We are better off, of course, for the trickling pace of this loss. We have many days, many hours, with this child. Not near as many as we would like, but still: we have time to spend and cherish, time to postpone our goodbyes and to pretend that their place on the horizon will hold its distance. My sister can wrap her body around Tanner’s and feel the beat of his heart and the warmth of his breath; she can brush her hand across his forehead and whisper in his ear and assert her love for him in the now and know, as surely as his hand tightens around hers, that he hears her, that he knows. But the clock ticks over her head – over his – and she counts these hours, these minutes, these seconds. Every movement of the minute-hand is a movement lost, a moment lost, one minute less in a cherished life that is measured by the clock.

This is why I hold my children so tightly, so often. Why I cling to them and let them cling to me and why I never, ever resist their embrace; this is why I have done this since they were born, and will do this until they pull away from me: because I do not know how many days, hours, minutes that I have with them. Because I have only now to experience them as attached to me. Because that attachment is so precious, and because I will only be able to sustain the memory of it, once it’s gone, if I let it flourish now. Because enjoying that attachment – insisting upon that attachment – goes so far to helping me keep my fear in check, to keeping me sane. They say that attachment is good for infants, that a strong physical and emotional bond between parent and child does so much to boost that child’s well-being. It is also vital to us, to parents, who need the bonding nearly as much as do our children. Perhaps more. We need it to keep us rooted, to keep us grounded, to protect us from the worst currents of our fear. We need it to insulate us from the worst effects of anxiety and uncertainty, to remind us of why we do this and why we love this, through the best of times and the worst of times and every moment in between…Continued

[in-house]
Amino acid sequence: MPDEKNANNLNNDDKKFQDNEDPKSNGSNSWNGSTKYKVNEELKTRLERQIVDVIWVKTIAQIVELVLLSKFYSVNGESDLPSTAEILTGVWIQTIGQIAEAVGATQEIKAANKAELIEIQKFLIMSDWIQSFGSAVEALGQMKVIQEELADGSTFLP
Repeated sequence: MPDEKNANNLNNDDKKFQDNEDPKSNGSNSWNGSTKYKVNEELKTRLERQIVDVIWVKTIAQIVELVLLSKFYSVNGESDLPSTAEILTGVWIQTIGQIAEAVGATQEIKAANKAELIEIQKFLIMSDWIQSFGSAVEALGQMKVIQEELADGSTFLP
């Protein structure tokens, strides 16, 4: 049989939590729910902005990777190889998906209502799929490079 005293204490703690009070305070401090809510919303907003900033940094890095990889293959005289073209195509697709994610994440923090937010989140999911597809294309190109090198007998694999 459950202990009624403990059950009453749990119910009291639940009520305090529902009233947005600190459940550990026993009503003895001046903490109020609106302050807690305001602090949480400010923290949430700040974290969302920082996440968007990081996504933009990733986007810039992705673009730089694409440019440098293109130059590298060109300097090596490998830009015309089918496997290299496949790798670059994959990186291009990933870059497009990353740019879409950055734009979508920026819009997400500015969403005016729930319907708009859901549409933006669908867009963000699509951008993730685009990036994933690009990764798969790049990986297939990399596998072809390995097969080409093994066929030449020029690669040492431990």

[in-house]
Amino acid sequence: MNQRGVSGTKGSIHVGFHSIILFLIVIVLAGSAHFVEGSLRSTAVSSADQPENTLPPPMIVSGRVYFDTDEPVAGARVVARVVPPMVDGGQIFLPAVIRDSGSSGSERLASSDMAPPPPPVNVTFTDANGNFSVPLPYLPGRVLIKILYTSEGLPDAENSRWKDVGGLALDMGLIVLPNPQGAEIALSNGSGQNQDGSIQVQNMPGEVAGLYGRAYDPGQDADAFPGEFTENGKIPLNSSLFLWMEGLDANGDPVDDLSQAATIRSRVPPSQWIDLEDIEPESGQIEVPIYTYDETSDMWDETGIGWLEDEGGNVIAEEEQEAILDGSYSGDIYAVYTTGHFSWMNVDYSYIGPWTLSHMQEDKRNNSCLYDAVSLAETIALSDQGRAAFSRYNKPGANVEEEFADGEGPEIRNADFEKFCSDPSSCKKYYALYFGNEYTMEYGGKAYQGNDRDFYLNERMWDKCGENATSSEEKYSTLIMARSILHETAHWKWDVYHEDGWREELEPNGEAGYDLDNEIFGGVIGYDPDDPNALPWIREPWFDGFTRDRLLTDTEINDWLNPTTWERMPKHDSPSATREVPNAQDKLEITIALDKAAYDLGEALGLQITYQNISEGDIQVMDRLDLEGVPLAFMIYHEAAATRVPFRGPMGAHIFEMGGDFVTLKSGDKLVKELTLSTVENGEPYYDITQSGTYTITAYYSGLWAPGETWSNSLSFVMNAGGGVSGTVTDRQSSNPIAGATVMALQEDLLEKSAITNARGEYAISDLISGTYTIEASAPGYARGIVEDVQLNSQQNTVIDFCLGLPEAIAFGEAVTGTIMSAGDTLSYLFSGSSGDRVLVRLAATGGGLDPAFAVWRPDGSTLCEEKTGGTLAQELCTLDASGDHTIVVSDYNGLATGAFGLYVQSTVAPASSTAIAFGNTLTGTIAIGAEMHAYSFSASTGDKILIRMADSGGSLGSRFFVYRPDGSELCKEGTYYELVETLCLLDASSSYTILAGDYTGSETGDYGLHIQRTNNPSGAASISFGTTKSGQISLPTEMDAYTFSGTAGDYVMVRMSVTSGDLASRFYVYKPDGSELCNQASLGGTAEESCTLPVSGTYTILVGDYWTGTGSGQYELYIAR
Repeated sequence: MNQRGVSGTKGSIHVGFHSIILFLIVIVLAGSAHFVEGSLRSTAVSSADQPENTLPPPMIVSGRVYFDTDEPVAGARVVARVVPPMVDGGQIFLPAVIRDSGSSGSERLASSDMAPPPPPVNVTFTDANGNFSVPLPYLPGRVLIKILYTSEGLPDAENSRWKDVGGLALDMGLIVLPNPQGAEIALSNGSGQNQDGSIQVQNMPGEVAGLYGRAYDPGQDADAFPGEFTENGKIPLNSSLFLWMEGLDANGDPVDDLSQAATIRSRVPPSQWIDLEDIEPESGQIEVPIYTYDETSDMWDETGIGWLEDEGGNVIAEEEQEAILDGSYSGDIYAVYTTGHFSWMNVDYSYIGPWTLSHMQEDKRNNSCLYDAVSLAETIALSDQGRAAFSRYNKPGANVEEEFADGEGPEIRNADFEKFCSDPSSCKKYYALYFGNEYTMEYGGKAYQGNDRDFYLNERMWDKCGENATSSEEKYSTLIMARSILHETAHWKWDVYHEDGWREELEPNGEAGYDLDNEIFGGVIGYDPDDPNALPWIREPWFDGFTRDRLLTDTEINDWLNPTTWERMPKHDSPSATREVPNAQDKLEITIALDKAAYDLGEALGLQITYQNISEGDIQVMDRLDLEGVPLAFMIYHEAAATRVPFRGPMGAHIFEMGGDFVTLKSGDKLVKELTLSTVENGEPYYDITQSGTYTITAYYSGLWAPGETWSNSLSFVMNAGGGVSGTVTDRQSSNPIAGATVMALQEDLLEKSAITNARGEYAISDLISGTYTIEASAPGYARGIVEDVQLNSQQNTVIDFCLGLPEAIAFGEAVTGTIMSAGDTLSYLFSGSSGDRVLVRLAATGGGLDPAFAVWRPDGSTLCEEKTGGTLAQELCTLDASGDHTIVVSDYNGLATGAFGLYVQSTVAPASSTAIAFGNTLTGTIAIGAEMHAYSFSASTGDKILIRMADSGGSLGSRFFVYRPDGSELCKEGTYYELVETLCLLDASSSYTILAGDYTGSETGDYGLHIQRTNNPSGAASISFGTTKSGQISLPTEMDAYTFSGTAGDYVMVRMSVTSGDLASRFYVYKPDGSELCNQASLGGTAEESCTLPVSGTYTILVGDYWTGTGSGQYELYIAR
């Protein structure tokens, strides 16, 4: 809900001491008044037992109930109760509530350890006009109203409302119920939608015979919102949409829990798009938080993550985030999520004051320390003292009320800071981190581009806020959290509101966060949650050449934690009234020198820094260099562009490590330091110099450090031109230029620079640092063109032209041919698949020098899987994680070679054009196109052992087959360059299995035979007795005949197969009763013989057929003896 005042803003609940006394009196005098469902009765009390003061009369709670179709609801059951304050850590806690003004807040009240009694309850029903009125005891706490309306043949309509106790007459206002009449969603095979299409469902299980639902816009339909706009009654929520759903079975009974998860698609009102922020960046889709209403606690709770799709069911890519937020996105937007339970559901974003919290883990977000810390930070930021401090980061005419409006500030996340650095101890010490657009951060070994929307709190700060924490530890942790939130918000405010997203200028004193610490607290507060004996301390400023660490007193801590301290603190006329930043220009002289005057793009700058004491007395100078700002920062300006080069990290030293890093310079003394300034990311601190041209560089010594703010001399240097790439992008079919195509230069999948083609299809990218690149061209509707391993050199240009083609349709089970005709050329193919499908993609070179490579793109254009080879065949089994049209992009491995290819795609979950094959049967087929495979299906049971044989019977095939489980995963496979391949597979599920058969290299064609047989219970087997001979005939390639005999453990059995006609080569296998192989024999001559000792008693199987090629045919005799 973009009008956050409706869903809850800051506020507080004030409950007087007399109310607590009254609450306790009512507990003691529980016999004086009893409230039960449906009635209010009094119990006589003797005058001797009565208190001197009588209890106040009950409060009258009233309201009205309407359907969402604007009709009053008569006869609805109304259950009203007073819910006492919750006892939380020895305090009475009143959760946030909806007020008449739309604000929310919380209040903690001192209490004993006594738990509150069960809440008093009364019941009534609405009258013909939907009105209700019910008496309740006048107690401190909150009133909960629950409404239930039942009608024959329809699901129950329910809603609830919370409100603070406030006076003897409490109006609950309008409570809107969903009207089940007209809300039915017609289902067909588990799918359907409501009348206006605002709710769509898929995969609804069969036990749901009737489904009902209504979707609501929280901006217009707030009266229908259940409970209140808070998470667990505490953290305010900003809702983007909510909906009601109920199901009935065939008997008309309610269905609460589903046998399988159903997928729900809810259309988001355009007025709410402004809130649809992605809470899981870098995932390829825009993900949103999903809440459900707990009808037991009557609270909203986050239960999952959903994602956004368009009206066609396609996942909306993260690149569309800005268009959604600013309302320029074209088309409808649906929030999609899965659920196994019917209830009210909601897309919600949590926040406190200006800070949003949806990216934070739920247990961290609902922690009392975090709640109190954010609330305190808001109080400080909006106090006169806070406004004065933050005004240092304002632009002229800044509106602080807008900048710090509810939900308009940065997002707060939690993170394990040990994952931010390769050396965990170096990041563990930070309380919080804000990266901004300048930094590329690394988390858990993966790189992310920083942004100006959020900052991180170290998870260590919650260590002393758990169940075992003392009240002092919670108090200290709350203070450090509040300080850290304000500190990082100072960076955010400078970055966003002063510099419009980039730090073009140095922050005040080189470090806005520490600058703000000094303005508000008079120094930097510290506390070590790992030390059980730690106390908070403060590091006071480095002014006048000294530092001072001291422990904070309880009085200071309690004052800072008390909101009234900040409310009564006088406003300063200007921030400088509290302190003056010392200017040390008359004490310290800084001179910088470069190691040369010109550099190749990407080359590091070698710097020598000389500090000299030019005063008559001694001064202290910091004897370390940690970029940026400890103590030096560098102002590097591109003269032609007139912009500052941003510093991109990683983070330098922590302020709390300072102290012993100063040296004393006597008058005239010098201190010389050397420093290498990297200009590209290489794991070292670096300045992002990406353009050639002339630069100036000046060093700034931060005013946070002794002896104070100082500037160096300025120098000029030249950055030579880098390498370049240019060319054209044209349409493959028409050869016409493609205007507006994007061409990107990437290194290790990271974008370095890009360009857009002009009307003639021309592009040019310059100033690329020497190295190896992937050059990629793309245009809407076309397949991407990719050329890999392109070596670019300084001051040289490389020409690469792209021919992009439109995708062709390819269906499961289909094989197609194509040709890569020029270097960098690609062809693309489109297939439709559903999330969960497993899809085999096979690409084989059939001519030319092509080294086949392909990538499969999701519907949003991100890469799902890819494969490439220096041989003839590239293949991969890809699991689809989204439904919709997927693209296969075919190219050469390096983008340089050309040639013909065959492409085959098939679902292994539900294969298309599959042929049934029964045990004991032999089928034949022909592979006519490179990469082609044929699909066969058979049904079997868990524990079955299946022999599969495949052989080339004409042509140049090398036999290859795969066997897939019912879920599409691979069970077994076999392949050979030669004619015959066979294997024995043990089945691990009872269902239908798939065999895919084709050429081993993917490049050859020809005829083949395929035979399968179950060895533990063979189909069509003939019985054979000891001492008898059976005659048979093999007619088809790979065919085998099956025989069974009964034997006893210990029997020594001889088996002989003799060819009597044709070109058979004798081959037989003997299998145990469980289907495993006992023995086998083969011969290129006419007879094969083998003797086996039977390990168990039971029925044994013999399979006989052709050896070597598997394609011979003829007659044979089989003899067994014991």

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Ten Great Things To Do To Lift Up Our Spirits

March 13, 2010 by  
Filed under Blog

1                    – If you have a yard, sit outside on a comfortable chair to read a good book. If you don’t have a yard, take a blanket to your nearest park and don’t forget to add a picnic.

2                    – If you have dogs, take them out for a walk or a hike to a place you’ve never been to.  Make this an event for both you and your animals as you discover new streets and parks.  Enjoy you dogs’ happiness.

3                    – Invite friends for dinner.  Make it a pot luck so you don’t get stuck in the kitchen.

4                    – Get a massage. Always a great way to distress.